The ball always reminded me of Spaceship Earth at Disney’s Epcot. But at least there’s a 13-minute ride inside that! That’s thirteen times more the amount of entertainment than you get from the Times Square Ball.
On television during the balls big one-minute of work for the year I can’t make out anything about it. It just looks like a lit generic ball. I’m betting from the street level no one can see all these intricate details of it either – if they can see it at all!
You’d be better off going to see this thing in a window display or something. I don’t even know if they do that actually. One person told me they saw it when they visited the Ripley’s Believe It or Not Museum. It would be smart to have it displayed so the public could get a better look at it and make all the work that went into making it get more appreciated. At least put it out during January. If they don’t do that they really should! It would be better than once it has its annual moment, just crating it up around 12:30am and storing it for next year.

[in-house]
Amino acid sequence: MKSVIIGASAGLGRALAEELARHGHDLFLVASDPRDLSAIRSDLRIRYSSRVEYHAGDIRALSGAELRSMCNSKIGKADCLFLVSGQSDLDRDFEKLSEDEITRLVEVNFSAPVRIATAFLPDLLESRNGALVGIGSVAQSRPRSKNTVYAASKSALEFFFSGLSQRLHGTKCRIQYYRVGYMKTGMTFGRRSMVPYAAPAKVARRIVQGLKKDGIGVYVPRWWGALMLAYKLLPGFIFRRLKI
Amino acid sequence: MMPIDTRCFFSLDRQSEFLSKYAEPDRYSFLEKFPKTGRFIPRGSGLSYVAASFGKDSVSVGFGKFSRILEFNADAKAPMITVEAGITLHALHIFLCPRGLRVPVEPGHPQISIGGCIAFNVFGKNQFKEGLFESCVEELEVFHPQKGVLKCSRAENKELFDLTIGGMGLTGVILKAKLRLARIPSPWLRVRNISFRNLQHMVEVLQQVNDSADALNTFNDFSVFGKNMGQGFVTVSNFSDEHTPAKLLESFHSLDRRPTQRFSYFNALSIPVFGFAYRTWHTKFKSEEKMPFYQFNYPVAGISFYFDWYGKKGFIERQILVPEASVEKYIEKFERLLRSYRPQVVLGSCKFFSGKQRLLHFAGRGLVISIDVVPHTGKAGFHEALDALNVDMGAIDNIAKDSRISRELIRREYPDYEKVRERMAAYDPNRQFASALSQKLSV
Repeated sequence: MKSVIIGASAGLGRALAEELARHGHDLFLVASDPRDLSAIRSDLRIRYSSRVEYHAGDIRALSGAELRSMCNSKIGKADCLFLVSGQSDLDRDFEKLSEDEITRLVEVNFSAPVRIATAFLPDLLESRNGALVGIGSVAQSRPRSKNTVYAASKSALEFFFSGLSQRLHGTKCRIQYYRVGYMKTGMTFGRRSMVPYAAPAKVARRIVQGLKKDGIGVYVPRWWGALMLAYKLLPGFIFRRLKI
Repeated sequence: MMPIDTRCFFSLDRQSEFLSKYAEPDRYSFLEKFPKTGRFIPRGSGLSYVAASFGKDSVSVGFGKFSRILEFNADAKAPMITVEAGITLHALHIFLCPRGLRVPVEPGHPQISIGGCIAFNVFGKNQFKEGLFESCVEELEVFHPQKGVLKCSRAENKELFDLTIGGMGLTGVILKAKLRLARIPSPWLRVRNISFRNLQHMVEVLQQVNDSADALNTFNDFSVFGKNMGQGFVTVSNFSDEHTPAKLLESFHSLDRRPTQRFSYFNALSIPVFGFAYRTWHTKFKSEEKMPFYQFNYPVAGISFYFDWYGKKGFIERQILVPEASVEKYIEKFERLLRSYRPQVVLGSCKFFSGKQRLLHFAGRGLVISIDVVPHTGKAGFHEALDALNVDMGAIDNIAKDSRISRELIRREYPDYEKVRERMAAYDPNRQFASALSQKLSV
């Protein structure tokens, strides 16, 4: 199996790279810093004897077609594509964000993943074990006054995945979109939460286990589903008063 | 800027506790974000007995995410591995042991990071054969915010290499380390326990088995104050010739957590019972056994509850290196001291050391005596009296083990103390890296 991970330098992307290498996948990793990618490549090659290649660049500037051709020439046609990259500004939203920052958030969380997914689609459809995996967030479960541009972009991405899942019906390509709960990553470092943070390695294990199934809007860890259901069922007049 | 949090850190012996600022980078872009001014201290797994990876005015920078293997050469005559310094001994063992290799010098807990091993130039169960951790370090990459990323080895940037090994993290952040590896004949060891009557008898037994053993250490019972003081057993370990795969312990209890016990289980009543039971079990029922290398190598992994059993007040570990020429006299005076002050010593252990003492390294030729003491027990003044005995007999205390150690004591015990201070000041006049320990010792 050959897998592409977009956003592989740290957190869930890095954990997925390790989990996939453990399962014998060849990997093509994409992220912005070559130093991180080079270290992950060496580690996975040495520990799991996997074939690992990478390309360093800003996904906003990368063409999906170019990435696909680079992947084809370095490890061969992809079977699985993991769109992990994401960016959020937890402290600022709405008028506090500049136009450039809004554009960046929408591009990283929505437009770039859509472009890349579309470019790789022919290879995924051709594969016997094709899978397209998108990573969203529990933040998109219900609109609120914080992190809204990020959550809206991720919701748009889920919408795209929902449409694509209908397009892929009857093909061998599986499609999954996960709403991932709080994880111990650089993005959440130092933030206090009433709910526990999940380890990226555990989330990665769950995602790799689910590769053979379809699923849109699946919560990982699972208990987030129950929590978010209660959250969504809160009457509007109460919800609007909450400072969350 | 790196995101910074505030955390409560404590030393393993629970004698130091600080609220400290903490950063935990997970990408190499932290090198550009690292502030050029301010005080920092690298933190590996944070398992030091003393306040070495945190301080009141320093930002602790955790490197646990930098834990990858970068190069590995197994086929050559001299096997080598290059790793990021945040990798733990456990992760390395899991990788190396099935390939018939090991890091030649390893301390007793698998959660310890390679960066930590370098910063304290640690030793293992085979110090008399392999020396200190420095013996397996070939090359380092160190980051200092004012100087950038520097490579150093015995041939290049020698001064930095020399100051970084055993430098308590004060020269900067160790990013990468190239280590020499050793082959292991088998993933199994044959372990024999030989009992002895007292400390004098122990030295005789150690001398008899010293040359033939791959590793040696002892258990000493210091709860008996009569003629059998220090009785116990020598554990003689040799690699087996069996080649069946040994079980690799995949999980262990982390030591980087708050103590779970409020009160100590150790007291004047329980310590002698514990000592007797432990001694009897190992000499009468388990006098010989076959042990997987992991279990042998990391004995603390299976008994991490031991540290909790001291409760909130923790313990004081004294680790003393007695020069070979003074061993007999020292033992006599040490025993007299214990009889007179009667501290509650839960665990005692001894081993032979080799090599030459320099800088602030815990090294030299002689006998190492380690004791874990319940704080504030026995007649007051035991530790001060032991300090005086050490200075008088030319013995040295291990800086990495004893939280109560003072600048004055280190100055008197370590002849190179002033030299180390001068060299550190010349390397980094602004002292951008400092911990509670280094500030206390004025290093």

So, what are people doing in Times Square again? Oh yeah – the ‘world’s biggest party’. Just because it may be the biggest doesn’t mean it’s any fun. I bet most native New Yorkers avoid Times Square like the plague New Years Eve, leaving it to the tourists to keep this annual party going. There must be thousands of other things that one could do on New Years Eve in NYC that would be more fun than this.
Never once during the years I’ve seen this thing on television did I ever wish I was there. Maybe it would be different if I was in one of those high-up indoor warm booths these television hosts enjoy. Looking down at all these poor saps, sipping champagne and thinking, ‘I’m glad I’m not down there’. But that’s a seat I wouldn’t likely get.
Time-honored tradition nothing, I’d rather stay home, wear my own funny hat and throw around my own confetti.
You are correct. Native New Yorkers avoid New Years in Time Square like the plague.
Pretty much any restaurant or bar of a decent size throughout the city hosts their own New Years events (many with open bars). Advanced reservations usually needed.
People preferring to stay warm and drunk without police harassment as opposed to half-drunk frozen and hassled by cops (nobody on the NYPD gets New Years eve off)
It must be me, but I find New Year to be wholly overrated anyway. Fun is spontaneous and subjective. Sure alcohol can help but the “must-have fun because we have to” is bizarre